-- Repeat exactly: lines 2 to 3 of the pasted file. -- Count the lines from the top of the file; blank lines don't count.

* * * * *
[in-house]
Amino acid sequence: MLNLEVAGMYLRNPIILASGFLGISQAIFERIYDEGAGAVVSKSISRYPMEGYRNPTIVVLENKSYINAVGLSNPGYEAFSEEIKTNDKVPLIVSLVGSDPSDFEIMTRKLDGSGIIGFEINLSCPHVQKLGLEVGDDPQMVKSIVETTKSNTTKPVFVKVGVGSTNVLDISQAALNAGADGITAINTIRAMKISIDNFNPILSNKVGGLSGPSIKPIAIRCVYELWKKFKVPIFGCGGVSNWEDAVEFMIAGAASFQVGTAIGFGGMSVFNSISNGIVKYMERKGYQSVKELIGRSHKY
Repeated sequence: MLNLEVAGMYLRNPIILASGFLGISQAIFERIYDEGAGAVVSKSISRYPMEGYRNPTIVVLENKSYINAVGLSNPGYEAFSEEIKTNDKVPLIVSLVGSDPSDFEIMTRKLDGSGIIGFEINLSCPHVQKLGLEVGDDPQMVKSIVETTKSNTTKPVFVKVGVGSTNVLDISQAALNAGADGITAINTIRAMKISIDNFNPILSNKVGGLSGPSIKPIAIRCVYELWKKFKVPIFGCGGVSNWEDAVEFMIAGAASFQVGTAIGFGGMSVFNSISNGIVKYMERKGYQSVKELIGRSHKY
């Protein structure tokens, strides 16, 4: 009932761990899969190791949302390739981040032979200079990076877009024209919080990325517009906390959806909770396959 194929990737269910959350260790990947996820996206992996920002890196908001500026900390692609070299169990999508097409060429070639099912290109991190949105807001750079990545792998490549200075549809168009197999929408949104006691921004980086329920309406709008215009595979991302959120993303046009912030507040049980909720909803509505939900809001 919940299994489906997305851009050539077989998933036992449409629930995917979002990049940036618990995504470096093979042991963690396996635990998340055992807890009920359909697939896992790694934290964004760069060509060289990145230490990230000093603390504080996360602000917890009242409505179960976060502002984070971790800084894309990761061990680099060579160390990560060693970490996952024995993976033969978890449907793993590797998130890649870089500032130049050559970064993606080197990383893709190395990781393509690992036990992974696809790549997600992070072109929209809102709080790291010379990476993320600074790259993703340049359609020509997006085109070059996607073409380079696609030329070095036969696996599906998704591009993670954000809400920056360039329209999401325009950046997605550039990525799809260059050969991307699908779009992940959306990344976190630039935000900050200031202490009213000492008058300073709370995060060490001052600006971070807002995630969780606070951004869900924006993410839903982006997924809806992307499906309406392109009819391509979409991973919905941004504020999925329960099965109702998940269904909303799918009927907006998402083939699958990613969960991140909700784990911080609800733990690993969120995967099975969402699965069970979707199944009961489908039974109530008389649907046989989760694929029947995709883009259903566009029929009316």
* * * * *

Amino acid sequence: MLNLEVAGMYLRNPIILASGFLGISQAIFERIYDEGAGAVVSKSISRYPMEGYRNPTIVVLENKSYINAVGLSNPGYEAFSEEIKTNDKVPLIVSLVGSDPSDFEIMTRKLDGSGIIGFEINLSCPHVQKLGLEVGDDPQMVKSIVETTKSNTTKPVFVKVGVGSTNVLDISQAALNAGADGITAINTIRAMKISIDNFNPILSNKVGGLSGPSIKPIAIRCVYELWKKFKVPIFGCGGVSNWEDAVEFMIAGAASFQVGTAIGFGGMSVFNSISNGIVKYMERKGYQSVKELIGRSHKY
Repeated sequence: MLNLEVAGMYLRNPIILASGFLGISQAIFERIYDEGAGAVVSKSISRYPMEGYRNPTIVVLENKSYINAVGLSNPGYEAFSEEIKTNDKVPLIVSLVGSDPSDFEIMTRKLDGSGIIGFEINLSCPHVQKLGLEVGDDPQMVKSIVETTKSNTTKPVFVKVGVGSTNVLDISQAALNAGADGITAINTIRAMKISIDNFNPILSNKVGGLSGPSIKPIAIRCVYELWKKFKVPIFGCGGVSNWEDAVEFMIAGAASFQVGTAIGFGGMSVFNSISNGIVKYMERKGYQSVKELIGRSHKY